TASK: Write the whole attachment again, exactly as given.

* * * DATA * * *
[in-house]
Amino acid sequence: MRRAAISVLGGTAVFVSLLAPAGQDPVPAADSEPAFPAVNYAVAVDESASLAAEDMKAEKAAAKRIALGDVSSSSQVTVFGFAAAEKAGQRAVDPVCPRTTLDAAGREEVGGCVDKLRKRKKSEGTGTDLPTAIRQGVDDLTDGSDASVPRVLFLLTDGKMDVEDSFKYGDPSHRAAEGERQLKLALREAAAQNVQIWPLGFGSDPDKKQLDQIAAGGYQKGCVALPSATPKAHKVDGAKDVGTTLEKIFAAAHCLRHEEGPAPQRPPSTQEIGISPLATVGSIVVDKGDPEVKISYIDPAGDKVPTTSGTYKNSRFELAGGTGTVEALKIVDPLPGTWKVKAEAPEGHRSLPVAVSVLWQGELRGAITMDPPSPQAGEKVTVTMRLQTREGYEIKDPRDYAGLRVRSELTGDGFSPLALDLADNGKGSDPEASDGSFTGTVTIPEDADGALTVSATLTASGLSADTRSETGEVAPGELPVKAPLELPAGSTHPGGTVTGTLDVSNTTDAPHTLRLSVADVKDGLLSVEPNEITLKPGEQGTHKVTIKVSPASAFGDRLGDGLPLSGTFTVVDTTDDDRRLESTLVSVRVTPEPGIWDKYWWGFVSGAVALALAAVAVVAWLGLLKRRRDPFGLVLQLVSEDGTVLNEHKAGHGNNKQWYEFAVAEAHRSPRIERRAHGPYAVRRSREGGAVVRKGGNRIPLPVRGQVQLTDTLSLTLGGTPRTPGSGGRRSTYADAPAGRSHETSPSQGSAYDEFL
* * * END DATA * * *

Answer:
[in-house]
Amino acid sequence: MRRAAISVLGGTAVFVSLLAPAGQDPVPAADSEPAFPAVNYAVAVDESASLAAEDMKAEKAAAKRIALGDVSSSSQVTVFGFAAAEKAGQRAVDPVCPRTTLDAAGREEVGGCVDKLRKRKKSEGTGTDLPTAIRQGVDDLTDGSDASVPRVLFLLTDGKMDVEDSFKYGDPSHRAAEGERQLKLALREAAAQNVQIWPLGFGSDPDKKQLDQIAAGGYQKGCVALPSATPKAHKVDGAKDVGTTLEKIFAAAHCLRHEEGPAPQRPPSTQEIGISPLATVGSIVVDKGDPEVKISYIDPAGDKVPTTSGTYKNSRFELAGGTGTVEALKIVDPLPGTWKVKAEAPEGHRSLPVAVSVLWQGELRGAITMDPPSPQAGEKVTVTMRLQTREGYEIKDPRDYAGLRVRSELTGDGFSPLALDLADNGKGSDPEASDGSFTGTVTIPEDADGALTVSATLTASGLSADTRSETGEVAPGELPVKAPLELPAGSTHPGGTVTGTLDVSNTTDAPHTLRLSVADVKDGLLSVEPNEITLKPGEQGTHKVTIKVSPASAFGDRLGDGLPLSGTFTVVDTTDDDRRLESTLVSVRVTPEPGIWDKYWWGFVSGAVALALAAVAVVAWLGLLKRRRDPFGLVLQLVSEDGTVLNEHKAGHGNNKQWYEFAVAEAHRSPRIERRAHGPYAVRRSREGGAVVRKGGNRIPLPVRGQVQLTDTLSLTLGGTPRTPGSGGRRSTYADAPAGRSHETSPSQGSAYDEFL